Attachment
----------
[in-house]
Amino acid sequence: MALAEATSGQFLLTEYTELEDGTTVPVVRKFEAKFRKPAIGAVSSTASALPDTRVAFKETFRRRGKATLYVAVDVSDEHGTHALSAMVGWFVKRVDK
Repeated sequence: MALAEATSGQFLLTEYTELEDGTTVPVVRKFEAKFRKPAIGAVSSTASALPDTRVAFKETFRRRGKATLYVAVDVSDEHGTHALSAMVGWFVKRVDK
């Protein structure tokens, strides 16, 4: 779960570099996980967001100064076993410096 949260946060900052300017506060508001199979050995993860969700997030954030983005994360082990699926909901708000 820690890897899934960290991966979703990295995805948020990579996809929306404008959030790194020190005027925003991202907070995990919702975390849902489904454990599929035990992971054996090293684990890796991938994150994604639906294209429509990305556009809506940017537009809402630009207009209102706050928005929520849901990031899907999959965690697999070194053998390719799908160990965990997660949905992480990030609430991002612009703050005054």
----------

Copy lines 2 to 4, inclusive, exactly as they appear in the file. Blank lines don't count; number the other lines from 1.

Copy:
Amino acid sequence: MALAEATSGQFLLTEYTELEDGTTVPVVRKFEAKFRKPAIGAVSSTASALPDTRVAFKETFRRRGKATLYVAVDVSDEHGTHALSAMVGWFVKRVDK
Repeated sequence: MALAEATSGQFLLTEYTELEDGTTVPVVRKFEAKFRKPAIGAVSSTASALPDTRVAFKETFRRRGKATLYVAVDVSDEHGTHALSAMVGWFVKRVDK
């Protein structure tokens, strides 16, 4: 779960570099996980967001100064076993410096 949260946060900052300017506060508001199979050995993860969700997030954030983005994360082990699926909901708000 820690890897899934960290991966979703990295995805948020990579996809929306404008959030790194020190005027925003991202907070995990919702975390849902489904454990599929035990992971054996090293684990890796991938994150994604639906294209429509990305556009809506940017537009809402630009207009209102706050928005929520849901990031899907999959965690697999070194053998390719799908160990965990997660949905992480990030609430991002612009703050005054």